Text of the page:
ASA's 37th National Conference on Autism Spectrum Disorders (July 13-15, 2006)

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Thursday, July 13, 2006: 1:30 PM-2:45 PM
Narragansett Ballroom B
#2243- ASD Awareness Kits and Disability Awareness Workshops, Preschool through Adult Hands-On Learning
Students, teachers and the general public interact daily with people who face challenges in learning, communication, behavior and daily living. The Disability Awareness Workshop is a hands-on activity based parent volunteer program that has been used in Michigan schools, churches and organizations to teach over 70,000 participants about people with disabilities. The ASD Awareness Kits contain scripted lectures and activities for early childhood, primary, intermediate, secondary and workplace audiences. Learn how to create these low cost programs.

Presenter:Lisa Kowalski, MS, Engineering, Management, Parent - Lisa has served as a Special Education Parent Advisory Committee and PTA member for years. Lisa co-authored the Disability Awareness Workshop. This program has spread throughout the state of Michigan. More than 65,000 students, 8,000 parents and 1,500 teachers have participated. In 2004, the Oakland County Autism Focus Group created the ASD Awareness Kits. Thousands of students and professionals have learned through these presentations. Lisa has presented at the Michigan Council for Exceptional Children Conference, the Michigan Association of Middle School Educators Conference, the Oakland Schools Professional Development Institute, and the Michigan Association of Administrators of Special Education.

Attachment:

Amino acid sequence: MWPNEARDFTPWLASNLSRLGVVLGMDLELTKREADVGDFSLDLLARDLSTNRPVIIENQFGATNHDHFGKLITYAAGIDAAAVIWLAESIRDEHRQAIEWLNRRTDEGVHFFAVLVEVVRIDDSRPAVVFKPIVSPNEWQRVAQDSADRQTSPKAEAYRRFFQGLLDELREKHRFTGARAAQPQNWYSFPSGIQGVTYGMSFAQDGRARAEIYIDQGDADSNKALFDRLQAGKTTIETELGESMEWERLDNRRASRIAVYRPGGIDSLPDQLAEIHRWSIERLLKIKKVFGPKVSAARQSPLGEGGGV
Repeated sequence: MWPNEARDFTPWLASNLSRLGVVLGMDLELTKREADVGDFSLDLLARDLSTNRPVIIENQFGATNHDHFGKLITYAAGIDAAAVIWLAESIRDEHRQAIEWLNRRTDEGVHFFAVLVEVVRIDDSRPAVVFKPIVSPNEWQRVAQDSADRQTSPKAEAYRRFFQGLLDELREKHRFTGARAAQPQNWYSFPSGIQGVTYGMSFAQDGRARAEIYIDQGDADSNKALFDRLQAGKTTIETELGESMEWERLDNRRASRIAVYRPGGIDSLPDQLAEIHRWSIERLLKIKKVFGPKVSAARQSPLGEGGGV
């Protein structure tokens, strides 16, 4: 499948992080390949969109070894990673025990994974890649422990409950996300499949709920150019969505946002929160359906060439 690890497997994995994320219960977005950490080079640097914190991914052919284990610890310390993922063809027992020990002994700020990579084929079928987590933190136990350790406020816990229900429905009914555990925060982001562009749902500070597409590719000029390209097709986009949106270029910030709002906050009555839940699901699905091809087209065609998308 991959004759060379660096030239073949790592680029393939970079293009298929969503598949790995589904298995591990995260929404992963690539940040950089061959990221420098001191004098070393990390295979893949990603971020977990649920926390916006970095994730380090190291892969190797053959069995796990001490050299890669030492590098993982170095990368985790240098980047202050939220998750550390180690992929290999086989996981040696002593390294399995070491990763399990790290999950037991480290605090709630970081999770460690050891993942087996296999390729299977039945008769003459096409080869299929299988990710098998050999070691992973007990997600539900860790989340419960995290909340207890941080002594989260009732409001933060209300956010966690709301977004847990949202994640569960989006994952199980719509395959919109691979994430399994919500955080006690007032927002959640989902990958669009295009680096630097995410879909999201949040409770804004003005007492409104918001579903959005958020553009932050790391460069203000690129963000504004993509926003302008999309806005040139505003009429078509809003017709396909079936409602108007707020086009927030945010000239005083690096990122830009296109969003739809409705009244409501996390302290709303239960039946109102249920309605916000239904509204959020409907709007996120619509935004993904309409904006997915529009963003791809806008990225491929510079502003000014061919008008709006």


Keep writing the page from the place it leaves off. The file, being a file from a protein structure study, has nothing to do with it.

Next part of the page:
Mission Statement: Present a program, which will provide community awareness and promote a more empathetic understanding of how difficult and complex daily living can be for individuals with disabilities.